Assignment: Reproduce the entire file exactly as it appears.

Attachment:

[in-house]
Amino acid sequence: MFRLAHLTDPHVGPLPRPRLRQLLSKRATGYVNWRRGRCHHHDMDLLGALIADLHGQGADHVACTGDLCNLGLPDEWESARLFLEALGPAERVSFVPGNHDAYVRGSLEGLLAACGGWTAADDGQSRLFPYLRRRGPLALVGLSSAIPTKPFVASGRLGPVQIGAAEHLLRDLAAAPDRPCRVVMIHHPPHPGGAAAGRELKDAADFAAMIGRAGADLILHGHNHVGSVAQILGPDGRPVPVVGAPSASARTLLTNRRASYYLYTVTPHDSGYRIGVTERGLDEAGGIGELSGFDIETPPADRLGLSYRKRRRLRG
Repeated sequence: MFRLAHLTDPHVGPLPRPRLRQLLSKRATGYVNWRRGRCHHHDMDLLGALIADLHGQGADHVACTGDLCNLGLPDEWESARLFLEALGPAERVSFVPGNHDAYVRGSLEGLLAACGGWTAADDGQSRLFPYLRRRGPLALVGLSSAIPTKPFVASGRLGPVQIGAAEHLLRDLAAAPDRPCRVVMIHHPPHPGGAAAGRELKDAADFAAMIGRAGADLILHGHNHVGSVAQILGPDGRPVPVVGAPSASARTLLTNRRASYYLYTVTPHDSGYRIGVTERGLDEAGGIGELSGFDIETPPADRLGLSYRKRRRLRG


[in-house]
Amino acid sequence: MFRLAHLTDPHVGPLPRPRLRQLLSKRATGYVNWRRGRCHHHDMDLLGALIADLHGQGADHVACTGDLCNLGLPDEWESARLFLEALGPAERVSFVPGNHDAYVRGSLEGLLAACGGWTAADDGQSRLFPYLRRRGPLALVGLSSAIPTKPFVASGRLGPVQIGAAEHLLRDLAAAPDRPCRVVMIHHPPHPGGAAAGRELKDAADFAAMIGRAGADLILHGHNHVGSVAQILGPDGRPVPVVGAPSASARTLLTNRRASYYLYTVTPHDSGYRIGVTERGLDEAGGIGELSGFDIETPPADRLGLSYRKRRRLRG
Repeated sequence: MFRLAHLTDPHVGPLPRPRLRQLLSKRATGYVNWRRGRCHHHDMDLLGALIADLHGQGADHVACTGDLCNLGLPDEWESARLFLEALGPAERVSFVPGNHDAYVRGSLEGLLAACGGWTAADDGQSRLFPYLRRRGPLALVGLSSAIPTKPFVASGRLGPVQIGAAEHLLRDLAAAPDRPCRVVMIHHPPHPGGAAAGRELKDAADFAAMIGRAGADLILHGHNHVGSVAQILGPDGRPVPVVGAPSASARTLLTNRRASYYLYTVTPHDSGYRIGVTERGLDEAGGIGELSGFDIETPPADRLGLSYRKRRRLRG